Author, playwright, and actor Barbara Dana spent over a decade researching Emily Dickinson for this book. Her award-winning books for children include Zucchini and Young Joan, a novel based on the girlhood of Joan of Arc. She is also the coeditor of Wider Than the Sky: Essays and Meditations on the Healing Power of Emily Dickinson for adults. Ms. Dana has three grown sons. She lives in South Salem, New York, with her yellow lab, Riley.
Zucchiniby Barbara Dana, Eileen Christelow
Zucchini knows there's more to life than his cage at the zoo...
Zucchini feels trapped. With a tip from a fellow rodent, the brave young black-footed ferret escapes from the zoo in a subway and a crosstown bus. But freedom doesn't mean very much without someone to share it with. That's when Zucchini meets Billy, a ten-year-old boy with the kindest eyes… See more details below
Zucchini knows there's more to life than his cage at the zoo...
Zucchini feels trapped. With a tip from a fellow rodent, the brave young black-footed ferret escapes from the zoo in a subway and a crosstown bus. But freedom doesn't mean very much without someone to share it with. That's when Zucchini meets Billy, a ten-year-old boy with the kindest eyes Zucchini's ever seen. Billy loves Zucchini too, but he's very shy about saying so. Will Billy's shyness ruin the best friendship either of them has ever had? -
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Some Kind of Weasel
Zucchini was born in the rodent house at the Bronx Zoo. When he was six weeks old, the rodent man put him in a cage of his own, separating him from his mother. It was time for him to become independent.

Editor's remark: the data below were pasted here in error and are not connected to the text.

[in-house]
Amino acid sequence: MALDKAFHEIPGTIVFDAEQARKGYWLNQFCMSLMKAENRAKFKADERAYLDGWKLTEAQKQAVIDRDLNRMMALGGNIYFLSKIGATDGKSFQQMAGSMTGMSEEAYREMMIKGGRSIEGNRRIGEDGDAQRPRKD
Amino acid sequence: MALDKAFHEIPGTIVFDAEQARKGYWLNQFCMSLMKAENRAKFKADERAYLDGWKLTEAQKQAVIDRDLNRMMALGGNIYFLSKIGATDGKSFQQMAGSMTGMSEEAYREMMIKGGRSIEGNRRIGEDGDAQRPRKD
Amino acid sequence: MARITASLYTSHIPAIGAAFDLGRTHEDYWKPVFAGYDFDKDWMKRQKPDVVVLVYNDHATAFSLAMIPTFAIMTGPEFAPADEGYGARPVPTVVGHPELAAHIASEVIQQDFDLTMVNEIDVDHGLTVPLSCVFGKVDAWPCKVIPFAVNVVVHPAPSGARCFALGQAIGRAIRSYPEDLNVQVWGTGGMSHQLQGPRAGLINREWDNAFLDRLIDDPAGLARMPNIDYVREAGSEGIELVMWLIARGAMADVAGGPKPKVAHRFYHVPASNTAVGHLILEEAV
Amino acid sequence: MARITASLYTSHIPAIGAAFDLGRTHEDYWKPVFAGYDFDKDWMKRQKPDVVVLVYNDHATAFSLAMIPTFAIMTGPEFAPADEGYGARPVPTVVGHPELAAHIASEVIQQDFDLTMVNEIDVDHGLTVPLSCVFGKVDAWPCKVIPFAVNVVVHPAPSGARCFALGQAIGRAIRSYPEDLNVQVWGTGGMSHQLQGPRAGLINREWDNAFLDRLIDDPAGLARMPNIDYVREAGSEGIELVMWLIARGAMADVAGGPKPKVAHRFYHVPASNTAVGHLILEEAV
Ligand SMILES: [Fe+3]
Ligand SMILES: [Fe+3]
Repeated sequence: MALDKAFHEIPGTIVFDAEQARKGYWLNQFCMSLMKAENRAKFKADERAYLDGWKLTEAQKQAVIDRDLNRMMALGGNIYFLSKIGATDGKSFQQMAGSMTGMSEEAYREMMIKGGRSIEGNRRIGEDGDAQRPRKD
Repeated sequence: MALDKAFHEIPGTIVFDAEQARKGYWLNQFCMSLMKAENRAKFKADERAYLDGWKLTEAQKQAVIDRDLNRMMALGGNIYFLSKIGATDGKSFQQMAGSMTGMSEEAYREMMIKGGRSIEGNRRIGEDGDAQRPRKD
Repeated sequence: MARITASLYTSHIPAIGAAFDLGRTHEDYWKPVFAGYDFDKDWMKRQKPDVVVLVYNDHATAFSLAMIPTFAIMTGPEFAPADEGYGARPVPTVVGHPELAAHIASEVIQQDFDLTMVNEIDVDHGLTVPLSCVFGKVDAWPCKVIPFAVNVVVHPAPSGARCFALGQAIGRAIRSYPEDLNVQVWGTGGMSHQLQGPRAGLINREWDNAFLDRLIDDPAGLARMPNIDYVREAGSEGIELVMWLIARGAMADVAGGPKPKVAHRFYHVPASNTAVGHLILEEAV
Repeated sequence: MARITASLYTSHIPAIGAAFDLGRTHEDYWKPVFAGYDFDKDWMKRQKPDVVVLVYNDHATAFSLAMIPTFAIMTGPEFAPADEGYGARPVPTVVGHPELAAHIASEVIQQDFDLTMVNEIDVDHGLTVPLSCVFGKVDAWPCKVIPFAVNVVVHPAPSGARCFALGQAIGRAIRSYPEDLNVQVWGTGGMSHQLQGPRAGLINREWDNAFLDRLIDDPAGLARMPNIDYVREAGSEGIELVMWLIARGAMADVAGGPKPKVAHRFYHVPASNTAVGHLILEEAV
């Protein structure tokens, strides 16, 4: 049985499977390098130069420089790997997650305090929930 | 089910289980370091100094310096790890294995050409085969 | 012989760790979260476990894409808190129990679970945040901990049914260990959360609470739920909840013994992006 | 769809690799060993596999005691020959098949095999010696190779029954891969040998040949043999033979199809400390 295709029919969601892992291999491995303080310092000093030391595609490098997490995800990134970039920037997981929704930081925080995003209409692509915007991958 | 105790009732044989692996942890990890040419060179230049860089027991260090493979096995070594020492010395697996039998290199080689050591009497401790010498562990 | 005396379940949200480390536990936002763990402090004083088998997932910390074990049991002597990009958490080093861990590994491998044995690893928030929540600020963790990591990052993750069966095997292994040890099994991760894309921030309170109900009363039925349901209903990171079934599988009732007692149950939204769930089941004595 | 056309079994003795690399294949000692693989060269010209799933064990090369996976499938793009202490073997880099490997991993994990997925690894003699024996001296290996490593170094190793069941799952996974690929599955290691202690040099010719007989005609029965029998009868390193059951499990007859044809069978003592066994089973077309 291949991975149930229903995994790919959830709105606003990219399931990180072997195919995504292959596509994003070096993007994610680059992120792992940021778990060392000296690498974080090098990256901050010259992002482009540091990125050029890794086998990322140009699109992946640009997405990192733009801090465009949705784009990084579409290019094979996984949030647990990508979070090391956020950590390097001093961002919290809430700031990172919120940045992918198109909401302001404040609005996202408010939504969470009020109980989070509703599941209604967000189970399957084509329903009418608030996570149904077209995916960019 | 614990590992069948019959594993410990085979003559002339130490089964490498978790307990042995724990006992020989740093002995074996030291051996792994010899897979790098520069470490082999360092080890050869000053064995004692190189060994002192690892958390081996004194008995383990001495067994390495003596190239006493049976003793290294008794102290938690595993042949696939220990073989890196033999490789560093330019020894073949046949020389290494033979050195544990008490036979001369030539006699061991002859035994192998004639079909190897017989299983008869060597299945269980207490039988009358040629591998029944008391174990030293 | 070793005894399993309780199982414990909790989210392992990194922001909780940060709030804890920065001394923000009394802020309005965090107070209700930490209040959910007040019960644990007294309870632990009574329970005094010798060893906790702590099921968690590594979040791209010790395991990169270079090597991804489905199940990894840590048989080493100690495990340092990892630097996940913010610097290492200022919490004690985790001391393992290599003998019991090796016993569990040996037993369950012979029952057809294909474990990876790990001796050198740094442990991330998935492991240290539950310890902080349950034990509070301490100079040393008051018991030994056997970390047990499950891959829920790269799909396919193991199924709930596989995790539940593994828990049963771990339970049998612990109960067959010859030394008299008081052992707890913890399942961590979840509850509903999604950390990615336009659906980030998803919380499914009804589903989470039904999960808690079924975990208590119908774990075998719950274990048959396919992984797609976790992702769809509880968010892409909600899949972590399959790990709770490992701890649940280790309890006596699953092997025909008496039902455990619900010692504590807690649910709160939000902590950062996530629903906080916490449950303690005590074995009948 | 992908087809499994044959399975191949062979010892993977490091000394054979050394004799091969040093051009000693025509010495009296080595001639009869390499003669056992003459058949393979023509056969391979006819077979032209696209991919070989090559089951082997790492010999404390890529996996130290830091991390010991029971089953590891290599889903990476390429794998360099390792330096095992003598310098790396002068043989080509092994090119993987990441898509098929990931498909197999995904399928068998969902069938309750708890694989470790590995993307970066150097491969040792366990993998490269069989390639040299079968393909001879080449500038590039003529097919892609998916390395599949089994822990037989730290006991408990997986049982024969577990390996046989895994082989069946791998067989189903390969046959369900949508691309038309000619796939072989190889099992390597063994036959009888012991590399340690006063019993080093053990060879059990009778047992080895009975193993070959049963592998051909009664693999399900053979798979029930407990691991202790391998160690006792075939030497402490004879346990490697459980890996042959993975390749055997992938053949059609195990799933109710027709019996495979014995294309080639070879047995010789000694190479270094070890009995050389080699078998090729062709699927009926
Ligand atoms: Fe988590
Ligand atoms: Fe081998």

For days, the tiny ferret huddled in the corner of his glass-enclosed cage, refusing to eat. He wanted nothing but his mother. He would wait for her return. The zoo people had placed her at the far end of the rodent house, but noting Zucchini's condition after three days, had moved her to a cage directly across from her offspring. Zucchini picked up his mother's scent instantly and moved to the front of his cage. He peered questioningly through the thickness of the glass that separated them.
"You'll do well," his mother told him with her eyes. "You're growing up. It's time to become independent."
"I don't want to be independent," said Zucchini. "I want to be with you."
"Be patient," said his mother. "That will change."
As the days passed, Zucchini began to feel more comfortable. After all, there wasn't much that could happen to him in his tiny cage with its orange light and fake ground. No need to panic. He could survive. Then on the seventh day, his mother was again moved to the far end of the rodent house.
I'll be all right, thought Zucchini, but still he was lonely. He had no one. No brothers or sisters, no friends of any kind. The cage on his left was empty, and the one on his right had bats. Zucchini didn't like bats. He could hear them endlessly flapping around, banging into the walls, and he couldn't figure out what they were after.
Across the way lived aMexican pocket gopher and a restless groundhog. The pocket gopher spent her time tunneling through an elaborate network of passageways while the groundhog paced. Zucchini could sense that they both would rather not be interrupted, so he left them alone.
Sometimes Zucchini would catch a glimpse of the rodent man. His name was Rex, and he wore a faded green uniform. Mostly, Rex would stand around, leaning on his shovel, staring into space. Zucchini often wondered why Rex had a shovel. (There wasn't anything to dig.)